Monday, January 20, 2014

Guest Post-Edward Stoneman: Editor

Help me in welcoming Edward Stoneman. He does a lot of editing for my other personality as well as other authors. If you're interested in hiring him, contact him on his Facebook.

Hi everybody! (Hi Dr. Nick!)

My name is Ed, I like long walks on the beach, candlelight dinners, and editing smut.

Amy asked me to come on out from behind the curtain and let you know about the secrets of my Red Pen 'o Doom.

First and foremost, what does an editor do?

The short answer is that I take what the author writes, and I make changes to it in order for it to become suitable for public consumption.

Most of my time is spent reading the work that is sent to me, and then thinking how it can be polished up a little bit. In the case of Alex and Mia, that usually involves killing many many commas, and adjusting when they accidentally switch perspective.

So, how does the process work?

First, the author sends me their work. This is usually just days before a deadline, and likely a week past when it should have been to me in the first place. But eventually I DO get the piece.

Following that, I read it through, without making any changes. Twice. This is to be sure that I know what they are actually trying to accomplish with the story, and generally get into the mind of the characters.

I use Microsoft Office, because it has the handy "Track Changes" ability, and I start to work my magic. This is the portion that my authors hate, because I tease them relentlessly about changes. And the death of commas.

The changes that I make are varied. They run from punctuation, to overused words, to misapplication of their/there/they're. I also tend to catch it when they change the personal view of the story from first person to third person, and back again (Alex...)

Some of my changes are broad strokes where I shuffle entire sentences out for redundancy, or add in a few lines where description is sadly lacking. Other changes are slightly more in depth - where I try to get into the head of a character and develop an individual voice for them. At one point I told Alex that a certain character didn't seem the type to use contractions in his speech, because of the power and dominance involved in speaking clearly and with firm authority.

After I make the first round of changes, I read it again, and make any other changes that I missed the first time. Essentially I turn around and edit the editor.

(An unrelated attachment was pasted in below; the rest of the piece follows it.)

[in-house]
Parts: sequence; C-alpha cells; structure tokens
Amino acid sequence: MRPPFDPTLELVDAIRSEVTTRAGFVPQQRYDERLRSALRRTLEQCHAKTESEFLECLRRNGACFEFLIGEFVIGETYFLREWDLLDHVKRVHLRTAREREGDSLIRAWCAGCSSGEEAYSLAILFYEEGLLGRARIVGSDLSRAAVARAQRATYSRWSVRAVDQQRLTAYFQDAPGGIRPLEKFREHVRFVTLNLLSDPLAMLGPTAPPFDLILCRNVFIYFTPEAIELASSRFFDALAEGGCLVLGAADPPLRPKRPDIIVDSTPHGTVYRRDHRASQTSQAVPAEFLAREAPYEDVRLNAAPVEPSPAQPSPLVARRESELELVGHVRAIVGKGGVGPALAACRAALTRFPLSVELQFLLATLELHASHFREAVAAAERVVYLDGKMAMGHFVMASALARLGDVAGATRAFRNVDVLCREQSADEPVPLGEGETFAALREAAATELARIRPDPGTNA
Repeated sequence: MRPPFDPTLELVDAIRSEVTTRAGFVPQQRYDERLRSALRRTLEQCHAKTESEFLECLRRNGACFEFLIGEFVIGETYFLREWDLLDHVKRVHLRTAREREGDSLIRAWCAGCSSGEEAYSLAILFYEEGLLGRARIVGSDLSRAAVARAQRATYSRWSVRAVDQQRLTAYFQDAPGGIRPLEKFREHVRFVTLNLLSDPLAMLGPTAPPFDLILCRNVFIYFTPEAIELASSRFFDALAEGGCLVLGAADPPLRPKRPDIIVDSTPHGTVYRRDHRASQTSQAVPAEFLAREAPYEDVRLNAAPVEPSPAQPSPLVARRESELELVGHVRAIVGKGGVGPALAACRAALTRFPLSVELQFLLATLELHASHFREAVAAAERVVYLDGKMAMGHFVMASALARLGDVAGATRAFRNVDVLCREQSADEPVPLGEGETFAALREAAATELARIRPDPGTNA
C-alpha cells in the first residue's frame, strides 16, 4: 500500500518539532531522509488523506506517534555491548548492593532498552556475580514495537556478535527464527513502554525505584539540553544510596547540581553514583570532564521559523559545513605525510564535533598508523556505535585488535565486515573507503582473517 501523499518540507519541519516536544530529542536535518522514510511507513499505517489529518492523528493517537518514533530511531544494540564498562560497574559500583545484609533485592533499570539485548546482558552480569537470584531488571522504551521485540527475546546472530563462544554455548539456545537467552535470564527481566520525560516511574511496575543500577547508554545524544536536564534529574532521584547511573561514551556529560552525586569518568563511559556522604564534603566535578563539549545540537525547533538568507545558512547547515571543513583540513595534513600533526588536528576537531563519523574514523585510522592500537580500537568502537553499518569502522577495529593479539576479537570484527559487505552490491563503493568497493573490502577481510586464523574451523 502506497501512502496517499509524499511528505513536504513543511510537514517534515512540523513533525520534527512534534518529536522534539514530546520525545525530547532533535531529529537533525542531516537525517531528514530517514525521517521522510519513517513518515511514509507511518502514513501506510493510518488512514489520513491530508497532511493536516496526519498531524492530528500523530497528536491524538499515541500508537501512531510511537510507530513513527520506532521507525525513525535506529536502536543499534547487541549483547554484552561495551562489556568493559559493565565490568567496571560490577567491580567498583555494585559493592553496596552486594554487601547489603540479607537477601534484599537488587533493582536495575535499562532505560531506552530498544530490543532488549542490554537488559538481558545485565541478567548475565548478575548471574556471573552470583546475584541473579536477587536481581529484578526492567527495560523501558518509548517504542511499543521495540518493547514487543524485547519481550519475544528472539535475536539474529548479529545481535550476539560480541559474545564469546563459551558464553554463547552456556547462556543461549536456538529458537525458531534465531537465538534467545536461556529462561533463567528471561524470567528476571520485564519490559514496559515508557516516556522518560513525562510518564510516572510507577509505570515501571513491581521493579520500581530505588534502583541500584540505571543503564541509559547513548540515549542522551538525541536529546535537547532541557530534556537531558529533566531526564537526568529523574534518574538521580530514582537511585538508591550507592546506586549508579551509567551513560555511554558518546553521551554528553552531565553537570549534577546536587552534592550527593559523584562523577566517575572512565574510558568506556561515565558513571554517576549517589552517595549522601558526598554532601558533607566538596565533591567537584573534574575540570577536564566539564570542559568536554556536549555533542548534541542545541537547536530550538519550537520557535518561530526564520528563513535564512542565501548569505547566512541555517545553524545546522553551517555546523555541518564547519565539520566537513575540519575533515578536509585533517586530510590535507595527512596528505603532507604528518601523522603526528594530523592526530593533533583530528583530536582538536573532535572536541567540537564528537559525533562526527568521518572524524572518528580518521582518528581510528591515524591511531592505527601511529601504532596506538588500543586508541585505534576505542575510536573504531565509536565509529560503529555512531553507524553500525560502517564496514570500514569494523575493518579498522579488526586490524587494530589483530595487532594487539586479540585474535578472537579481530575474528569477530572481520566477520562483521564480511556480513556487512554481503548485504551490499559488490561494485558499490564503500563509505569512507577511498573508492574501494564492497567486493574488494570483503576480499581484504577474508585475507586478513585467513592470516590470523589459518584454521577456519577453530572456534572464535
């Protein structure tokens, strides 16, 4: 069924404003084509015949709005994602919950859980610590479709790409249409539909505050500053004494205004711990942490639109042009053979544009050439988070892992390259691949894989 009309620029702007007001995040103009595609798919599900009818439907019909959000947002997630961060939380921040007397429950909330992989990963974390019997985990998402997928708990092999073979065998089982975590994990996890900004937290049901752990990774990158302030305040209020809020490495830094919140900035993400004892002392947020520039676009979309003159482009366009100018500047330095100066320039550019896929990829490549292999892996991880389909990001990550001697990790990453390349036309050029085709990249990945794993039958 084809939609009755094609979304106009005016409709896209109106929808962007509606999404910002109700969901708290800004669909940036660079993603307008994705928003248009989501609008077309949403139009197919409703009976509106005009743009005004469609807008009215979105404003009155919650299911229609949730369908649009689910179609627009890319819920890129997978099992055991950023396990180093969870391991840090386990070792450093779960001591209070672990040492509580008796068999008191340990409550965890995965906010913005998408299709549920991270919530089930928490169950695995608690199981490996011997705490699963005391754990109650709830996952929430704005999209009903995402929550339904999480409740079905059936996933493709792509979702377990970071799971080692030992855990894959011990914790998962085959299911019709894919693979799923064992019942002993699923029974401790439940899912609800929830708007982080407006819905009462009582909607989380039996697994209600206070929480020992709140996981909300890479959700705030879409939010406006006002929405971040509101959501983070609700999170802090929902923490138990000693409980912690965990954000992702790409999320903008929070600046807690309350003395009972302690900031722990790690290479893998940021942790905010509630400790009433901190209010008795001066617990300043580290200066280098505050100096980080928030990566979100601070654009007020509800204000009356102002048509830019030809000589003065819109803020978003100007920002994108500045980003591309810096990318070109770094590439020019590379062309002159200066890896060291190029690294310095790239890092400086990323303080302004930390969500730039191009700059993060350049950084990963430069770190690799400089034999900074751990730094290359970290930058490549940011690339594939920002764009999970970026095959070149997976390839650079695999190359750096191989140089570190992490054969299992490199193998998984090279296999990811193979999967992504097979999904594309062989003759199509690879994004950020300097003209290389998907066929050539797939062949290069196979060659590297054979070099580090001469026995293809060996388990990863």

Then I set the project in the corner for a day and let it think on the error of its ways.

The next day, I take a final read through, and send it back to my writer, in order that they may release the project into the wild, and then remember me when they become independently wealthy.

Why don't I write a book myself?

Because I am lazy. Seriously. I have a zillion ideas, but at the end of the day I put them on paper and then they just fizzle out. Second to that, by helping other people to edit, I get more books that way. If I wrote a book of my own, I would only have one new book. This way I get to have many. And being a greedy bastard, well, this works out in my favor.

How did I get started editing?

I write quite a bit in my day job. And proof read as well. Mostly business emails, contracts, client correspondence and the like. One day, Alex asked if I would proof something for her, because the readers for her other material weren't... As knowledgable on the subject matter. Okay, they are vanilla, and I am (comparably) double fudge swirl with nuts. I make no apologies for this. So I did the read through and made some changes, offered a few points of help, and that was that. Until she asked me to read again. And then Mia jumped not the bandwagon. Now I am reading for a handful of authors, which is amazing, because I love the chance to be the first person to see good work happen.

I am a book hound as well. Any book. I love to read anything I can get my hands on - license plates, cereal boxes, manuscripts, text books.... Everything. I also do work in the Estate Sale industry, so I collect antique books and sell them online - or gift them as appropriate. For the holidays this year, my roommate got a book from one of the premier scholars in her field, that was over a hundred years old. I LIVE for books. So, given the opportunity, why would I turn down the ability to make books happen?

Do you want me to edit for you?

As long as you are not afraid of the Red Pen, I am generally more than happy to read for you. I need you to contact me through Facebook, and we can arrange your needs from there. I work for free, though copies of books are always appreciated. I love books, you have no idea. I would rather have books than money any day of the week.

Cheers!

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